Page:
Deaths of female grizzly, 3 cubs a reminder of population fragility, says wildlife scientist
The deaths of a female grizzly bear and her three cubs when they were hit by a train east of Elko, B.C. should serve as a wakeup call and another sad reminder of how fragile the powerful creatures' population is in that area, says the wildlife scientist who discovered their remains.
- Warning: details and images in this story may be upsetting to some readers
Clayton Lamb, a wildlife scientist at the University of British Columbia, tagged the female bear in September 2019 and had been tracking her since, along with a number of other grizzlies in southeast B.C.
"We called this bear EVGF97 (Elk Valley Grizzly Female No. 97). In 2019 she was approximately 11 years old, weighed 153 kilograms, and did not have cubs with her," he said about the tagging two years ago.
"She was in very good body condition, with 36 per cent body fat. Unlike us, bears are actually striving to be as fat as possible, so she was winning at that. She was one of the heaviest and fattest females in our study."
After getting a mortality signal from the mother's collar in early October, Lamb discovered the remains of the three cubs below a train bridge over a riverbed in the Elk Valley region of B.C., and the mother was found a few hundreds metres down the tracks.
They had been hit by a CP Rail train, and the collision was reported to authorities.
The female didn't have cubs with her when researchers did a check in 2020, but she was spotted with a male at the time. The three cubs were born this spring, making her the first to produce that many offspring at once.
"Although not entirely uncommon, this was the first observation of a female with three offspring in over 100 animal-years of monitoring the reproduction of ~30 female bears in the Elk Valley," said Lamb.
Bear ecology in the Elk Valley, and many other areas of grizzly habitat in Western Canada, requires a balancing act between people and animals.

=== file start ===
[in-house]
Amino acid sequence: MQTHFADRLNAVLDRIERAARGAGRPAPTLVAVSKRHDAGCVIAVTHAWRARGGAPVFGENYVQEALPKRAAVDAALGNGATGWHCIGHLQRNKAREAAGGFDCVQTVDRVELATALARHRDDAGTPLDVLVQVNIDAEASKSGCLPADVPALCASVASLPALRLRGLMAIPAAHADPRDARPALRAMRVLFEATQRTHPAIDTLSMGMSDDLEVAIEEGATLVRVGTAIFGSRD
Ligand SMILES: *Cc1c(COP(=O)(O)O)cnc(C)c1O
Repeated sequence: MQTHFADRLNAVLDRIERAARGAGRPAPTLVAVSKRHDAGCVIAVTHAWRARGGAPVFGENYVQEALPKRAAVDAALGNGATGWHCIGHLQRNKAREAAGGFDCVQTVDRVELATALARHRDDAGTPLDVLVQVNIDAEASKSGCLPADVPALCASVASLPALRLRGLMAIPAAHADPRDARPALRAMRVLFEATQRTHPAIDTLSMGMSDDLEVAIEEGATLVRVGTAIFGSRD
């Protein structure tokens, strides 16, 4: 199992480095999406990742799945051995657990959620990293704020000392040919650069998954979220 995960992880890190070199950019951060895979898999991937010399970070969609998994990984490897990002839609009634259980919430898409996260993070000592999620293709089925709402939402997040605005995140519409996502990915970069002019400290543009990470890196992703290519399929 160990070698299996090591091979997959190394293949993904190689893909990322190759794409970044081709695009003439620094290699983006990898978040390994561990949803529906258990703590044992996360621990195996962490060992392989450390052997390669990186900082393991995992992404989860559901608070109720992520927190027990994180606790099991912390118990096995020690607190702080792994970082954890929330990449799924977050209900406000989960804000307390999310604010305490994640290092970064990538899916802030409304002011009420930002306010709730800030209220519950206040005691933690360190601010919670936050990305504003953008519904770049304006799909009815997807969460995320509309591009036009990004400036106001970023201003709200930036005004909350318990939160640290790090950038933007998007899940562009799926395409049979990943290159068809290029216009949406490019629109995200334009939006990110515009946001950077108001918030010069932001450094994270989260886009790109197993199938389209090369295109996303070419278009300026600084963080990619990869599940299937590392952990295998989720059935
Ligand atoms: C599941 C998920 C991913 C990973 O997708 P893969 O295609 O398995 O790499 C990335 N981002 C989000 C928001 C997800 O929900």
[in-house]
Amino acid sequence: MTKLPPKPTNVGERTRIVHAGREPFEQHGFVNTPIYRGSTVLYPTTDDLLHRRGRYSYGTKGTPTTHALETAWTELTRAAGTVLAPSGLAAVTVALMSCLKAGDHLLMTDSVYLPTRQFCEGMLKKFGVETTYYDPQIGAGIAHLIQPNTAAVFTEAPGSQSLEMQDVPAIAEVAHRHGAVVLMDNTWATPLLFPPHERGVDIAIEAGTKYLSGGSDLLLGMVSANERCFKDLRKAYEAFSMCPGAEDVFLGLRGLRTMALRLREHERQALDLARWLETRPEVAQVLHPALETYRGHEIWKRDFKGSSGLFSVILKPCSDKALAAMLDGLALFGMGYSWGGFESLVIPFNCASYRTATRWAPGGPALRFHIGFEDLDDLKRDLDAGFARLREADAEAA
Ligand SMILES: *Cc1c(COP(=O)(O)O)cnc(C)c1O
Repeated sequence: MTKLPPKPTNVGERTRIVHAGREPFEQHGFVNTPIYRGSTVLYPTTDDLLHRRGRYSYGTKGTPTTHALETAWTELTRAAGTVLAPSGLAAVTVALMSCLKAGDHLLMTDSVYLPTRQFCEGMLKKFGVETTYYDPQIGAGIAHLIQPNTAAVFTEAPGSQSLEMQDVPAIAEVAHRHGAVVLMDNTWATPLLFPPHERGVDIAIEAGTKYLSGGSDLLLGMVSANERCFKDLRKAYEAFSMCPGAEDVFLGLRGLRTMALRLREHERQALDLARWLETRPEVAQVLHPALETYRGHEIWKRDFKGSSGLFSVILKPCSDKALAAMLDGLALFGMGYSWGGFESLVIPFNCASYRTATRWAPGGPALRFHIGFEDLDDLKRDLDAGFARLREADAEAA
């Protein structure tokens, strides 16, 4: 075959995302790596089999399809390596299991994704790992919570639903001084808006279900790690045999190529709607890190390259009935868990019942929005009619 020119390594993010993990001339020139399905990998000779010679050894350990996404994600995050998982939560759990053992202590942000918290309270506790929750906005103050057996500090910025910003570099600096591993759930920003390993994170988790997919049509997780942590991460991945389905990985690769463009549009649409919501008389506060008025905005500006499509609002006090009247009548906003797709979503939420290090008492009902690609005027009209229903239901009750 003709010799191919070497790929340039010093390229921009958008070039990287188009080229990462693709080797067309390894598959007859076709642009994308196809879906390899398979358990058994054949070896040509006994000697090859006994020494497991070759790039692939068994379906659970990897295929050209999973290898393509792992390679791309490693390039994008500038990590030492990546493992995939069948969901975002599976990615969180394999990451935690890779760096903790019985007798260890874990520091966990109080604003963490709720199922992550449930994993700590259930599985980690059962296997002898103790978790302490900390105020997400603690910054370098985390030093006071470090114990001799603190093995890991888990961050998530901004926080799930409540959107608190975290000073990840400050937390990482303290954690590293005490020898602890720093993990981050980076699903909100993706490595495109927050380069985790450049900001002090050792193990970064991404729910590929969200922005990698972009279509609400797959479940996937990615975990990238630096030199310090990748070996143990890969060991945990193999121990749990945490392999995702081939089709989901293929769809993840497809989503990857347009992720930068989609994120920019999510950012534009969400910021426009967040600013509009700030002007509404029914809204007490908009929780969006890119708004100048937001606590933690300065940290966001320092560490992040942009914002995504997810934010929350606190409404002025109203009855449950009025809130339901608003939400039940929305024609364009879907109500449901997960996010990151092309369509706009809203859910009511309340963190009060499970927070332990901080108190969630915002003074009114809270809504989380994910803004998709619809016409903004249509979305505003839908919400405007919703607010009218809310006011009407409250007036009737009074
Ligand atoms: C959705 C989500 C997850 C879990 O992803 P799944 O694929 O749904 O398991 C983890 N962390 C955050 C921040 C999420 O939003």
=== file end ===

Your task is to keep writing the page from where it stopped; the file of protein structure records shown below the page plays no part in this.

"It is a busy place with towns, highways, railways, mining, logging, and lots of recreation. It supports a high density grizzly bear population that lives amongst a bustling human-dominated valley," said Lamb.
"The high density of bears is supported by productive habitat in the valley, and from an influx of bears from adjacent areas that are more wild."
Lamb figures the bears were feeding or moving through the area when they were spooked by the train and ran onto the bridge.
"I think they panicked and they ran along the rail and onto the bridge, I don't think they were crossing the bridge," he said. "The land below the bridge is a really nice easy, kind of gravel bed, it wouldn't be particularly hard to cross. I do think they got pushed onto there and turned and faced the train and it didn't work out."
Lamb's research has shown grizzly bear populations near people often have more animals die each year than are born, making the loss of three cubs — two females and a male — especially hard hitting.
"Obviously this begs the question of how they persist, and what we find is that bears from more remote, secure areas disperse into these areas and replace the bears that are dying at high rates," he said.
"It’s a bit paradoxical because dispersing animals from wild areas are key to sustaining front country bear populations, yet clearly these dispersing animals are moving to much more dangerous place than they left. So these dispersing individuals help support coexistence landscapes yet may doom themselves to a premature death.
"The female and her cubs killed by the train are now unfortunately part of this mortality trap dynamic. Losing an adult female is never good for bear populations, and the two female cubs she had makes this loss even more concerning. Unfortunately high mortality rates of bears is an issue we have been grappling with in the Elk Valley for some time."
Collisions with trains and vehicles account for about a third of grizzly bear deaths, says Lamb.
"These collisions are not good for bears or people. Some solutions exist, such as fencing highways and building wildlife crossing structures, as some folks may have seen along Highway 1 in Banff," he said.
"Reducing railway collisions is trickier, but innovative solutions exist, such as early warning systems that can alert animals to an oncoming train and help them get out of the way faster. We don’t want to always rely on animals dispersing from elsewhere to make the Elk Valley grizzly bear population viable. A larger goal is reduce mortality to a point where the bears can sustain themselves."
Lamb says he hopes the deaths spark a further desire to find solutions "to help make this landscape work better for people and wildlife alike."
"Currently a lot of the infrastructure and research focused on helping wildlife cross transportation corridors is focused on national parks, such as Banff, but we know that there are many areas outside parks where grizzly bears and other important species such as elk, moose, sheep, and deer, are hit much more frequently."